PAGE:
When it comes to HIPAA, the government isn’t making suggestions or giving ideas on how to protect patient data. HIPAA is a requirement and it must be followed. But there is the rub. Many practices throw their hands up in the air because they feel that HIPAA is just too complex and they can’t meet the necessary requirements. The good news is that HIPAA security doesn’t have to be complex for your practice. And even doing a few low cost steps can go a very long way in bringing you into compliance.
First, a warning. No product or service will EVER make you HIPAA compliant. Compliance is something you as the practice must achieve and maintain on a daily basis. No service or product can do that for you.
Second, no one can be HIPAA certified. There is no such thing. The Department of Health and Human Services doesn’t recognize any certification process for training or services.
With that out of the way, we can proceed.
Small steps practices can do for HIPAA security
Perform a risk analysis
This is actually a required element of the HIPAA Security Rule. Every practice must perform a risk assessment, at the minimum, of once per year. Ideally, more often is better but if you performed the bare minimum, you have gone a very long way to addressing your HIPAA security items. However, simply performing one isn’t enough. If you perform the risk analysis but then don’t address any of the findings, you could be liable for willful neglect. Meaning you knew what was wrong and you willfully chose to ignore it. Perform your analyses, document what you did to address the findings and then document what why you couldn’t address some of them (due to cost, etc).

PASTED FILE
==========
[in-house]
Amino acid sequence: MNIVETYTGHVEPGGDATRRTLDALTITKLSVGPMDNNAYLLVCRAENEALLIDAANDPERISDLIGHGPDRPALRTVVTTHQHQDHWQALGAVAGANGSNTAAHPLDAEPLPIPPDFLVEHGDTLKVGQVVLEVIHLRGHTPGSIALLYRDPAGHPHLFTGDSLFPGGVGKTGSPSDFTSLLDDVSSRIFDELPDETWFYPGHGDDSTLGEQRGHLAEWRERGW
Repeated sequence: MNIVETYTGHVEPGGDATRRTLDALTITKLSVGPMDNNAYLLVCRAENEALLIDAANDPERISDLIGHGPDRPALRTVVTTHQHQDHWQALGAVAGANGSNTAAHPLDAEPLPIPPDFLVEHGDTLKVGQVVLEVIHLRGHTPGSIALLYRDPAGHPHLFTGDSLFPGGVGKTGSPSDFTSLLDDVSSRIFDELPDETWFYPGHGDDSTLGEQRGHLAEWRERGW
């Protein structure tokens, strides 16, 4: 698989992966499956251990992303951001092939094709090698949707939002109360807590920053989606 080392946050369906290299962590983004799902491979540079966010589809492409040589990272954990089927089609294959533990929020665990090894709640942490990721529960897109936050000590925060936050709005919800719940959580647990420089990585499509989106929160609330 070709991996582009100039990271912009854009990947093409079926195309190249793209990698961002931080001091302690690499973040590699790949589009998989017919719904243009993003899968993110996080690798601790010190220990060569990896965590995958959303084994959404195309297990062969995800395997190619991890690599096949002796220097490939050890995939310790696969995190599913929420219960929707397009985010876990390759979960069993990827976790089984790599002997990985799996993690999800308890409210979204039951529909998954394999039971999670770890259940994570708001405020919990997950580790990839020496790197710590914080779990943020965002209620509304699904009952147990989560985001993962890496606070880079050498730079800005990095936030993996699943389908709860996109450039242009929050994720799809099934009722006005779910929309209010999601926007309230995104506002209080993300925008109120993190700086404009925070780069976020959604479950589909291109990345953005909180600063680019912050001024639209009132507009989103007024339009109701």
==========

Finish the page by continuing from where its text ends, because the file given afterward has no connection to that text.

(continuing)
Install a firewall
This step is no longer just a “good idea” for practices of any size. Its something everyone must do. And it can’t be the “firewall” included with your internet provider’s modem or a wireless router. These do not offer the protection level you will need to protract your practice. You will also want to make sure your firewall has active intrusion detection/prevention built in. This technology can detect incoming attacks in real time and block them.
Install antivirus/malware software
In the past, many small businesses thought antivirus software just wasn’t necessary. I doubt many would think that way now. However many do want to cut corners and use free antivirus software. The problem with free is you get what you pay for. Most free antivirus programs won’t perform real time analysis and scanning. This is one of the most important protective mechanisms of an antivirus program. You need that real time scanner watching in the background. Quality programs like Symantec or Malwarebytes are good choices.
Training training training
This may be one of the most important things on the list. Training. You need to train your office staff over and over on your HIPAA security policies. You need to make sure that the staff knows that HIPAA is serious business for your practice. After you perform training, document it. Like the old saying – if you don’t document it, it didn’t happen.
This is the sauce that ties it all together. Documentation is what will save or burn you in a HIPAA audit. Documentation doesn’t cost you anything but the first thing an auditor will ask you is for your documentation. Depending on how well you have done with documentation all of your steps will determine how the audit goes. Document everything that has an impact of HIPAA security. Here are some suggestions:
- Onboarding of new employees
- Firing of employees
- Risk Analysis
- Remediation of items from risk analysis
- Business Associate Agreements
Document everything that could have an impact on your HIPAA compliance.
This list gives you a good starting point that isn’t expensive. This will help you begin to achieve compliance for HIPAA. However, as stated earlier, this will not make you compliant. That is something you have to do on your own. But following these steps should take you a very long way to achieving it.